Thursday, May 24, 2012
When researching examples of Intangible Cultural Heritage, I found it more difficult than I had expected to find anything at all. UNESCO gave no examples. I understand that this is most likely due to the intense political problems the country has been facing and it does make sense that the country has been too preoccupied by these more urgent matters to work with UNESCO to preserve ICH. However this is not entirely true I did find an UNESCO article documenting the country's plan to preserve their ICH, however through the whole document they did not venture to give any example of what they planned to preserve, only that they beleived preservation to be vital (
http://portal.unesco.org/en/ev.php-URL_ID=48153&URL_DO=DO_TOPIC&URL_SECTION=201.html) . In the Programs section of the UNESCO website I finally found a description of a "Technical Assistance Mission." There were actually two missions documented on this pager. The first just took place in April of this year. The mission was describes as being an assesment of the cultures condition with a focus on the "music sector" (http://www.unesco.org/new/en/culture/themes/cultural-diversity/diversity-of-cultural-expressions/programmes/technical-assistance/missions/dr-congo/). They explain that it is their plan to use the information gained on this mission to develop a "cultural policy" that will aid in the cultivation of the DRC's cultural industry. This UNESCO page also explains that the country has already succesfully achieved a few tasks with the goal developing their “cultural industry” like finding a way to manage intellectual property rights and creating a “Cinema Week” which made easy documentation of the film industry possible. Most of these efforts sounded business related, which makes sense since the DRC is so rich in resources and must be very conscious of its business opportunities. However, they did mention the “music sector” which makes me believe this may be UNESCO’s beginning stages of identifying which kinds of ICH need to be preserved.
Hoping to find examples of ICH preservation projects outside of UNESCO I kept searching and found a resource called the Ambassador's Fund for Cultural Preservation (http://kinshasa.usembassy.gov/highlight_english_11222011.html). This fund was created by the U.S. Government and issues grants to support cultural preservation projects. The article I found featured a $24,500 grant given to Democratic Republic of Congo’s National Institute of Museums for the purposes of renovating one of the Museum’s annexes and preserving and storing the objects within it. While this is not an example of ICH the article also mentioned that the AFCP had funded the DRC in the past. Looking through their past reward letters I found that in 2010 the AFCP rewarded The DRC $30,466 toward the “Documentation of Traditional Pygmy Music” (http://exchanges.state.gov/media/pdfs/office-of-policy-and-evaluations/ambassadors-fund/afcp2010list.pdf). This was the best example I could find, yet I could not find any information on the process or result of the documentation.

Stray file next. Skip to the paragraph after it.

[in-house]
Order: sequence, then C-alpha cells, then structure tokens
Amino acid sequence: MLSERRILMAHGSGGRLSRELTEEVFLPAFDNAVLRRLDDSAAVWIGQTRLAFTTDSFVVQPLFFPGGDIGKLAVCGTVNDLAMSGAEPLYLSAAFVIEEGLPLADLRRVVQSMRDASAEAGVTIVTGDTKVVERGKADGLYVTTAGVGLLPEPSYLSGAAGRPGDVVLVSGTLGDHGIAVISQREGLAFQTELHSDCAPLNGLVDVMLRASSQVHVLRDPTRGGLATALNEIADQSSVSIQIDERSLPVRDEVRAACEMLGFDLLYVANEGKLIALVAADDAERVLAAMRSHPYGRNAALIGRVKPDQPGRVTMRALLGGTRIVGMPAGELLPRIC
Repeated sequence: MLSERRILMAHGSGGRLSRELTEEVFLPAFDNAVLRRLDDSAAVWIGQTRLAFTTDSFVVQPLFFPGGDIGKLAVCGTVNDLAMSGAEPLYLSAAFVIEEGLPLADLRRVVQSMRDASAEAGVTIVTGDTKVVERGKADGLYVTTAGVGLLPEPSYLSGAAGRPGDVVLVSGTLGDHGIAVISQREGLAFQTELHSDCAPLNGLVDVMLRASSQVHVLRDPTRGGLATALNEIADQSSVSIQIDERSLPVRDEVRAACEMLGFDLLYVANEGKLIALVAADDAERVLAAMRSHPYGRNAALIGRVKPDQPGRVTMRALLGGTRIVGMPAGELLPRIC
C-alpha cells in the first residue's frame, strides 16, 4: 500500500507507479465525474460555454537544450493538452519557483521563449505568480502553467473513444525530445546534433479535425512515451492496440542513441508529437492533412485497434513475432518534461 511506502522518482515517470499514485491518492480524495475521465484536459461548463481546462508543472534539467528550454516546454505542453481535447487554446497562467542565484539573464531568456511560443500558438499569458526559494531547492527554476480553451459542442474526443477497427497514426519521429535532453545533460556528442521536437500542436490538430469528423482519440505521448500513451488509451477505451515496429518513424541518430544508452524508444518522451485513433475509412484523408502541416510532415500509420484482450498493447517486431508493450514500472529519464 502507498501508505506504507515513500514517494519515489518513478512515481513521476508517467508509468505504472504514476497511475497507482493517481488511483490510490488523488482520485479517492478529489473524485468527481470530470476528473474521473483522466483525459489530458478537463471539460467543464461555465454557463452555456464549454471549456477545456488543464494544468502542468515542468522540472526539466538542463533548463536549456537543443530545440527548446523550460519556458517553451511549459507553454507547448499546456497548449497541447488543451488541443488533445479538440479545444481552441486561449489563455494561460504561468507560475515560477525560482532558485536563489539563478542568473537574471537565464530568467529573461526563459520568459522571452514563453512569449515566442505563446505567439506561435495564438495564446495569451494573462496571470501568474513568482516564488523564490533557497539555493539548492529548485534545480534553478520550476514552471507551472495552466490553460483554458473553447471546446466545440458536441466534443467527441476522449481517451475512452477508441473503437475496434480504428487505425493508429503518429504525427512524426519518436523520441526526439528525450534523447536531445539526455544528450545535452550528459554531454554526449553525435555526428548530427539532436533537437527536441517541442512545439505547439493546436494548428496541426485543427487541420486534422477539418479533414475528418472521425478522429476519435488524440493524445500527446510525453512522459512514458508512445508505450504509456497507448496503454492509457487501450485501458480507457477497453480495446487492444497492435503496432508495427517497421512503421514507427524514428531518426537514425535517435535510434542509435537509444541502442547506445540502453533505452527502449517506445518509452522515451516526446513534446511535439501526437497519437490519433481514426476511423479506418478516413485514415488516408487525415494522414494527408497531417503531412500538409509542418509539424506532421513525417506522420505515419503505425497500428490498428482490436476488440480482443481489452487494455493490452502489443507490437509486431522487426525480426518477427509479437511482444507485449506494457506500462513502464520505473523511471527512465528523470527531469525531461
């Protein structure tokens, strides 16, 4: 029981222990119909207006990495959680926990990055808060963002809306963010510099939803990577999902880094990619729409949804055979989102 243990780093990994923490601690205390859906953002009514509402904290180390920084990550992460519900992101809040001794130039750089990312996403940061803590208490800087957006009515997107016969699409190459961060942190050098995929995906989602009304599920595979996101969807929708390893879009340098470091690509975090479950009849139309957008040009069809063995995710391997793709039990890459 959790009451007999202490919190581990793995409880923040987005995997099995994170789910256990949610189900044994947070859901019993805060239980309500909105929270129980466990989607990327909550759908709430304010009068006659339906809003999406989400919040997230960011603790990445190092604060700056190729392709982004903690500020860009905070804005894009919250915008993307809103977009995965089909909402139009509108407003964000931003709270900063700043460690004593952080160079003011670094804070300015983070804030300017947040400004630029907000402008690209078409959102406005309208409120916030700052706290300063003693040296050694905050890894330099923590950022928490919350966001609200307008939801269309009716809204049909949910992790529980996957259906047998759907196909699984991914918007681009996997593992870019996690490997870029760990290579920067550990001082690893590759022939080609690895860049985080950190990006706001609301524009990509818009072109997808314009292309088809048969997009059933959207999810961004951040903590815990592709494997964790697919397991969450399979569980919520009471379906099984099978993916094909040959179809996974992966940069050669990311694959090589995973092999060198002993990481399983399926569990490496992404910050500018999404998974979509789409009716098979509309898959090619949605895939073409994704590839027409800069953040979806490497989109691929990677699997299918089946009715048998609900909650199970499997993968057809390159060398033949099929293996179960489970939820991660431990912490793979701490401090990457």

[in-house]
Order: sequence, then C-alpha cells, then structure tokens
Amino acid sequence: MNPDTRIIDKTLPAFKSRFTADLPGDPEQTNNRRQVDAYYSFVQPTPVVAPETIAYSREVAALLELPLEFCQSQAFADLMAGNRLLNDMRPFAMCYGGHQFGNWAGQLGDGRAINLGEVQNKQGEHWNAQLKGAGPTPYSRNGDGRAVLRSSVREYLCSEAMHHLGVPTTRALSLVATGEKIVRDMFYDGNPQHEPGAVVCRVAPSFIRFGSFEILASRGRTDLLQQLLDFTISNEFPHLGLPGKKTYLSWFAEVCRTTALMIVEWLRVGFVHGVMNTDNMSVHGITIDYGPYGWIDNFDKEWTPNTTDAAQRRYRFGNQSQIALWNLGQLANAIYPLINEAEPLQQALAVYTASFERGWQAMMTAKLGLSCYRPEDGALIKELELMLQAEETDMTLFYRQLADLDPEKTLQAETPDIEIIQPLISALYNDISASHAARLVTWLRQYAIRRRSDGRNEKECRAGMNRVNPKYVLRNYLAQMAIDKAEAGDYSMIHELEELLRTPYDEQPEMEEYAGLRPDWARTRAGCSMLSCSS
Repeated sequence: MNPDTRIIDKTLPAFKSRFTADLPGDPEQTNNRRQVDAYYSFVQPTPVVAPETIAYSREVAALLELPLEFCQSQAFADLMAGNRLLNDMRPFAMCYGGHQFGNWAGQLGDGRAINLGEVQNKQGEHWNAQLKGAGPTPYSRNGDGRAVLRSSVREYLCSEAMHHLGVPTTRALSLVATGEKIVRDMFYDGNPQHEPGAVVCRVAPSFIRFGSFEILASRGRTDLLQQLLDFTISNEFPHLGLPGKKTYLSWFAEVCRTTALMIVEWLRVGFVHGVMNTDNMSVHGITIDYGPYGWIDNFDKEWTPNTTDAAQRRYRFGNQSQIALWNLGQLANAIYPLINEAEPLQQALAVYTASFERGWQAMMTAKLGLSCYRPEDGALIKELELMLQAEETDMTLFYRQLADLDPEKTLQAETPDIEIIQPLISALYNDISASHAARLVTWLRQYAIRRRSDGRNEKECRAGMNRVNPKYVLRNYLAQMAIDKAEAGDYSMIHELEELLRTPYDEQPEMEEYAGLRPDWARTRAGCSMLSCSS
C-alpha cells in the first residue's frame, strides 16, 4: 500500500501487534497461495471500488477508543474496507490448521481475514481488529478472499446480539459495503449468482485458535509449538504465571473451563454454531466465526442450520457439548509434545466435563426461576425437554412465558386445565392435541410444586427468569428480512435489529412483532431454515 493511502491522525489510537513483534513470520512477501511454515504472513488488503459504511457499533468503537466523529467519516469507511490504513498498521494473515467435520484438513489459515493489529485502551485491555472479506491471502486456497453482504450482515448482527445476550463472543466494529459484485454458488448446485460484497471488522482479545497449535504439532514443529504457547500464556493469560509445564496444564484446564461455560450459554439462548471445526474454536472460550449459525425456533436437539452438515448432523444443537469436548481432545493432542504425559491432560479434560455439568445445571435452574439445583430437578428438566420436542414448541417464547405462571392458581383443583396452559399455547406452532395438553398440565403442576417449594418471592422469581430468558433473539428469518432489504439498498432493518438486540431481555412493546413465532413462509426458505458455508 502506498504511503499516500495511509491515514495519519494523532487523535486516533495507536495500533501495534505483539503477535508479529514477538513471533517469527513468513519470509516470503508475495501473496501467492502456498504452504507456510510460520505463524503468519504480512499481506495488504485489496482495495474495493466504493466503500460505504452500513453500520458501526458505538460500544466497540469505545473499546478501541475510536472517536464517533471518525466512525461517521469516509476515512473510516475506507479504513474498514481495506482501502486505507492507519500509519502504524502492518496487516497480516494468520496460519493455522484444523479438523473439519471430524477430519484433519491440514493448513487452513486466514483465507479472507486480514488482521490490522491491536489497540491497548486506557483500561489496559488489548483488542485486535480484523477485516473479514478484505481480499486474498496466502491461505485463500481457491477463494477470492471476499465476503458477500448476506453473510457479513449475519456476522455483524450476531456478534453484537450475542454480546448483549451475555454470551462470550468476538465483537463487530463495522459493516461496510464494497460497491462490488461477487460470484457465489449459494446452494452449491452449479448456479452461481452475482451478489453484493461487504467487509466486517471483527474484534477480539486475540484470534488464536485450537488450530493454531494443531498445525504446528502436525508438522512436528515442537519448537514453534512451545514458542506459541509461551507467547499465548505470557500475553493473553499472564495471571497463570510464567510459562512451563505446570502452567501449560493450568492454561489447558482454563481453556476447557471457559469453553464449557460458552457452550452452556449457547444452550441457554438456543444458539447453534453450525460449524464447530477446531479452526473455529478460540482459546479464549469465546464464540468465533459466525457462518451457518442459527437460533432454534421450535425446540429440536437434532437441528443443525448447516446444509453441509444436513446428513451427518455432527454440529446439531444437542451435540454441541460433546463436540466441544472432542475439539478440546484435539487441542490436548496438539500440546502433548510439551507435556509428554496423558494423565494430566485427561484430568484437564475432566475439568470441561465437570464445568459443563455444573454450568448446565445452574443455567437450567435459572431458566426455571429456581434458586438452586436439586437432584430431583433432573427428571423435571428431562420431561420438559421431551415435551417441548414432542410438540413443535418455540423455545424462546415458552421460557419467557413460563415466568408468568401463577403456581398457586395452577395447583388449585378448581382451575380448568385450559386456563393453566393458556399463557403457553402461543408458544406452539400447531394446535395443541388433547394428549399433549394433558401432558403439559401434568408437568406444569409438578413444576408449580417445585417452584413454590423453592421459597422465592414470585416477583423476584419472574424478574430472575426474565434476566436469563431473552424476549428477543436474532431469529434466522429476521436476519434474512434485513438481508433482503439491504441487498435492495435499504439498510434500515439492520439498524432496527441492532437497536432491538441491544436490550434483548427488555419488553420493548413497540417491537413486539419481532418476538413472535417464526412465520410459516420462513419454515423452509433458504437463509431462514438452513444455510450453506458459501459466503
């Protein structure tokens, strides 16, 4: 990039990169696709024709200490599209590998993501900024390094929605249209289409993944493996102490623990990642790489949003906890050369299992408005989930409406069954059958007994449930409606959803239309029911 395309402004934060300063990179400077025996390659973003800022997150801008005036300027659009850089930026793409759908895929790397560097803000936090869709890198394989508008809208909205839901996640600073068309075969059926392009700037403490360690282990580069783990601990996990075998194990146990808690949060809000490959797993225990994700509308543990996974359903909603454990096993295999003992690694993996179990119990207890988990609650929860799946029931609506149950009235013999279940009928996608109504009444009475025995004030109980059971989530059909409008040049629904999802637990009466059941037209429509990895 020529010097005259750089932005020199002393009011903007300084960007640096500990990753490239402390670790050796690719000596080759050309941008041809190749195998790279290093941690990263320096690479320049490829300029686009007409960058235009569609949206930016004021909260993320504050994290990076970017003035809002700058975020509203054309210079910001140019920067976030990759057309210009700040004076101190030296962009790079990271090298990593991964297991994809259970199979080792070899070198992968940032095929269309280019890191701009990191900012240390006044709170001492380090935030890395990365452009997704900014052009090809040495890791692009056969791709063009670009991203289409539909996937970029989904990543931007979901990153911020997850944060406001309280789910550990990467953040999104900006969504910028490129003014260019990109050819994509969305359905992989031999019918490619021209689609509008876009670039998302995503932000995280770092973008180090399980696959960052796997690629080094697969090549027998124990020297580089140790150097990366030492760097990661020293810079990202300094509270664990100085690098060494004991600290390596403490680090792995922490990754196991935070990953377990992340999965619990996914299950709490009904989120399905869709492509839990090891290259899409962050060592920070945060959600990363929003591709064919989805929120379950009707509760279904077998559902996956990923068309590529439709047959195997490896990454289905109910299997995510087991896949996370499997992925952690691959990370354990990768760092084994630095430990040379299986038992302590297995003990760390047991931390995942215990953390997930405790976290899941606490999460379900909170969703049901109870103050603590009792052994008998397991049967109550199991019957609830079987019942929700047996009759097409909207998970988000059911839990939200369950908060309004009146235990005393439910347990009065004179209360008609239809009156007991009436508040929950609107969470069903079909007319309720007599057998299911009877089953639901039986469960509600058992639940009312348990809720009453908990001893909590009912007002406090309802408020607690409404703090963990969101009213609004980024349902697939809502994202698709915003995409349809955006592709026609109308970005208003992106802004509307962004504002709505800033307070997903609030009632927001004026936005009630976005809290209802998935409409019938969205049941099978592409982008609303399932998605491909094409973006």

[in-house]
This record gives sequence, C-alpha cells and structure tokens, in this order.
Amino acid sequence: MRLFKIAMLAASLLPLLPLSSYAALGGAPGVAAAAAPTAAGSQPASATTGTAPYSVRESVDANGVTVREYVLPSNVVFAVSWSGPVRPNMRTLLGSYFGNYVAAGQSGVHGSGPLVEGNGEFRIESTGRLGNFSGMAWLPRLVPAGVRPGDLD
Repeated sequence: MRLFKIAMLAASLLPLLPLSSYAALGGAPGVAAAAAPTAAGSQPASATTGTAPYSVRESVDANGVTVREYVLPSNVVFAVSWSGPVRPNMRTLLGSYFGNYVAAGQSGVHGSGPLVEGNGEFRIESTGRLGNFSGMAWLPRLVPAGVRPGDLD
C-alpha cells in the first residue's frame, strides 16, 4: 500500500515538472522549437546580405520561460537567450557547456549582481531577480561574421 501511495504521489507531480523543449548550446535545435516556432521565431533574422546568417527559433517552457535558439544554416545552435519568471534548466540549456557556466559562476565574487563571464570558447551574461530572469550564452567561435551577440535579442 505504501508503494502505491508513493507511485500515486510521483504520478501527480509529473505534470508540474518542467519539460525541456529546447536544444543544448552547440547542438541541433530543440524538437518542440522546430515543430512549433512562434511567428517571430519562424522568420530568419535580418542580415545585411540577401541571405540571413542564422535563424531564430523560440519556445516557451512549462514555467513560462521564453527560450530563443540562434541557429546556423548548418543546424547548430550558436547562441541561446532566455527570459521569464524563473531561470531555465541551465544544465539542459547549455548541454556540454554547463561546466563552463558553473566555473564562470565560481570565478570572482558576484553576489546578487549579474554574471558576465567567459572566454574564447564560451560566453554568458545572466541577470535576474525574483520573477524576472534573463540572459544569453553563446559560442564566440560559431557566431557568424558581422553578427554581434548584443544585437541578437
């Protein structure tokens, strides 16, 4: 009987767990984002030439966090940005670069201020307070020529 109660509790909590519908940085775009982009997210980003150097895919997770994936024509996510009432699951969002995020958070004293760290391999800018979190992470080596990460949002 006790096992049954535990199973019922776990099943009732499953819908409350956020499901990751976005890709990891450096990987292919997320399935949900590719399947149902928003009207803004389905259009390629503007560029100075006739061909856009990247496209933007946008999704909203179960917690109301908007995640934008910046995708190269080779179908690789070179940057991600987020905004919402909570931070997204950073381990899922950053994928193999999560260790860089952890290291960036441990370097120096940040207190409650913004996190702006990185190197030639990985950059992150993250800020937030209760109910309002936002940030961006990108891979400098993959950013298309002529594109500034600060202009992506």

Another source of funding I found was very surprising. It was from the Ministry of Foreign Affairs of Japan. I was not expecting funding for the DRC from Japan, however it seems Japan has a ICH Preservation Fund with UNESCO. In their list of completed Projects is “The Polyphonic Singing of the Aka Pygmies of Central Africa” which was conducted from 2004 to 2008 in the DRC. http://www.mofa.go.jp/policy/culture/coop/unesco/c_heritage/i_heritage/preservation/index.html The funding purposes here are echoed in the 2010 AFCP grant. However the title of this project is a little more descriptive, specifying the Pygmies “Polphonic Singing” rather than just “Traditional Pygmy Music.”
One other interesting sources I found was a dancing company called Fua Dia Congo, which apparently means “Congolese Heritage” (http://www.dancersgroup.org/content/programs/articles/2007/2007December_54.html). This company boasts of 30 years of “preservation, promotion, and study” of Kongo Kingdom culture (culture of Republic of Congo, Democratic Republic of Congo, Angola, Gabon, and the Central African Republic). On their website they explain that “the company presents the region’s cultural values through performances incorporating song, music, and dance, and offers lecture-demonstrations, dance camps, guest workshops with visiting African masters, and weekly dance classes.” However the catch is that this company is based in Palo Alto, California and aside from a trip to the Congo in 2008 they do not seem to be connected with the roots where this culture is from.
This brings us to the questions of who is preserving the culture and for whom are they preserving it. We see the U.S. give grants on behalf of ICH preservation, we see Japan fund ICH preservation, and we see this money go toward the safeguarding of traditional Pygmy music. It is significant to me that this is the only form of ICH I can find being funded for safeguarding. As far as I know, pygmy traditions are not a good example of the current culture in the DRC. However I do know that the DRC is rich in different kinds musical and dance culture. It seems like very narrow and very, forgive me, “tribal” focus. As if it is important to the rest of the world that the very old very tribal-like music and dances be representative of African Culture. While in this journal I did focus on some aspects of Congolese culture that some could consider “tribal,” like masks, I also found it important to look at what is still alive in Congolese modern culture, like contemporary music. This kind of balance is what I would like to see more from UNESCO,